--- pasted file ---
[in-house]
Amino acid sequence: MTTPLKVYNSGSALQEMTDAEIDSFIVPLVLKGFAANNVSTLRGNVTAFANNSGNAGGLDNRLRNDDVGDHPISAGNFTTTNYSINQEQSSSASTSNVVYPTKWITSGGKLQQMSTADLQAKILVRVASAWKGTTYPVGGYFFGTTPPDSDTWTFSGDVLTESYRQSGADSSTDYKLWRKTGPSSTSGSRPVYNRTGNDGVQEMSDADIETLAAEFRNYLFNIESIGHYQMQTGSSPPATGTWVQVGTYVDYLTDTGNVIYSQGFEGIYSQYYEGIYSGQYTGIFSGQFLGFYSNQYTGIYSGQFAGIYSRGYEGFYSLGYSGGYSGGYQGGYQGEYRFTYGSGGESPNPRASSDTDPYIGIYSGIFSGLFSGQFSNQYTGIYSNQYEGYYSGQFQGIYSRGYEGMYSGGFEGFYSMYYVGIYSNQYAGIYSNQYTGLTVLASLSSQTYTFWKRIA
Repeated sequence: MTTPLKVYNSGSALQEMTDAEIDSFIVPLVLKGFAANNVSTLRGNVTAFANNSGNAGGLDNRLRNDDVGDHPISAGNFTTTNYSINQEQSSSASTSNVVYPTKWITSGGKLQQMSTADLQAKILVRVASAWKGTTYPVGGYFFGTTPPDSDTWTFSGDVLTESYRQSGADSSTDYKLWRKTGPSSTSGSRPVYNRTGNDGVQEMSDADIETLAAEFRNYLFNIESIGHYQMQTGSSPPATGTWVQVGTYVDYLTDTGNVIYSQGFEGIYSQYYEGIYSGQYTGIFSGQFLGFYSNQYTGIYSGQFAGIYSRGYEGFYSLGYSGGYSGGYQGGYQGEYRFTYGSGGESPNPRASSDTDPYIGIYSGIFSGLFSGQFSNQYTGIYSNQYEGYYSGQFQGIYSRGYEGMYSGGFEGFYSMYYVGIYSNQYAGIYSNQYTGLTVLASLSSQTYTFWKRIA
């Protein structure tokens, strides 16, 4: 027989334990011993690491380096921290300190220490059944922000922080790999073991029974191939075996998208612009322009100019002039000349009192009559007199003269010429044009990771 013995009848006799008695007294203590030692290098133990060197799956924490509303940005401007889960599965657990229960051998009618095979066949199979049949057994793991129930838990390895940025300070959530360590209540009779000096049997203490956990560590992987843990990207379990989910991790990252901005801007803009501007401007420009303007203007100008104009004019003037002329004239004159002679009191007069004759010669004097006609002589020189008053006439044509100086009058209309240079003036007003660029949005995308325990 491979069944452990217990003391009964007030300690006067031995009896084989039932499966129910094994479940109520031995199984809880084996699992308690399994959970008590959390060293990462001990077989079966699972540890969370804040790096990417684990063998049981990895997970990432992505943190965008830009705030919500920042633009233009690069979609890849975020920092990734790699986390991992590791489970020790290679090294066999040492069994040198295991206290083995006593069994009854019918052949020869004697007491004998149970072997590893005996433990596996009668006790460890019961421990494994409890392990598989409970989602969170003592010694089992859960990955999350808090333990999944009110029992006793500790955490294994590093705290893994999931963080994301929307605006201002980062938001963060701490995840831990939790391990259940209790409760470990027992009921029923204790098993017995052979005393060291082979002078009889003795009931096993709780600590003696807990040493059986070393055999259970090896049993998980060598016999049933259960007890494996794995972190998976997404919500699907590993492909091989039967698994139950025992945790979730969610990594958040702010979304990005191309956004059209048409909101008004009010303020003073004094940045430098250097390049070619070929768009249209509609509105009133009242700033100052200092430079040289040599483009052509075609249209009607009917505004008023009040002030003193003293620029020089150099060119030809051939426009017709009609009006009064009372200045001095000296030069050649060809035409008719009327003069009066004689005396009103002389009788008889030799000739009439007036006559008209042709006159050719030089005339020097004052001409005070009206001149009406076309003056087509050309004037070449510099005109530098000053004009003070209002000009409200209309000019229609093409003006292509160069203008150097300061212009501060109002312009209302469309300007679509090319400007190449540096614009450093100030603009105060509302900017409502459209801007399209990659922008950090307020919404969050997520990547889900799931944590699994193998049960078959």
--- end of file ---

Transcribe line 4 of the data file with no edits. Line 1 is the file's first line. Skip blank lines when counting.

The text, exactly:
């Protein structure tokens, strides 16, 4: 027989334990011993690491380096921290300190220490059944922000922080790999073991029974191939075996998208612009322009100019002039000349009192009559007199003269010429044009990771 013995009848006799008695007294203590030692290098133990060197799956924490509303940005401007889960599965657990229960051998009618095979066949199979049949057994793991129930838990390895940025300070959530360590209540009779000096049997203490956990560590992987843990990207379990989910991790990252901005801007803009501007401007420009303007203007100008104009004019003037002329004239004159002679009191007069004759010669004097006609002589020189008053006439044509100086009058209309240079003036007003660029949005995308325990 491979069944452990217990003391009964007030300690006067031995009896084989039932499966129910094994479940109520031995199984809880084996699992308690399994959970008590959390060293990462001990077989079966699972540890969370804040790096990417684990063998049981990895997970990432992505943190965008830009705030919500920042633009233009690069979609890849975020920092990734790699986390991992590791489970020790290679090294066999040492069994040198295991206290083995006593069994009854019918052949020869004697007491004998149970072997590893005996433990596996009668006790460890019961421990494994409890392990598989409970989602969170003592010694089992859960990955999350808090333990999944009110029992006793500790955490294994590093705290893994999931963080994301929307605006201002980062938001963060701490995840831990939790391990259940209790409760470990027992009921029923204790098993017995052979005393060291082979002078009889003795009931096993709780600590003696807990040493059986070393055999259970090896049993998980060598016999049933259960007890494996794995972190998976997404919500699907590993492909091989039967698994139950025992945790979730969610990594958040702010979304990005191309956004059209048409909101008004009010303020003073004094940045430098250097390049070619070929768009249209509609509105009133009242700033100052200092430079040289040599483009052509075609249209009607009917505004008023009040002030003193003293620029020089150099060119030809051939426009017709009609009006009064009372200045001095000296030069050649060809035409008719009327003069009066004689005396009103002389009788008889030799000739009439007036006559008209042709006159050719030089005339020097004052001409005070009206001149009406076309003056087509050309004037070449510099005109530098000053004009003070209002000009409200209309000019229609093409003006292509160069203008150097300061212009501060109002312009209302469309300007679509090319400007190449540096614009450093100030603009105060509302900017409502459209801007399209990659922008950090307020919404969050997520990547889900799931944590699994193998049960078959």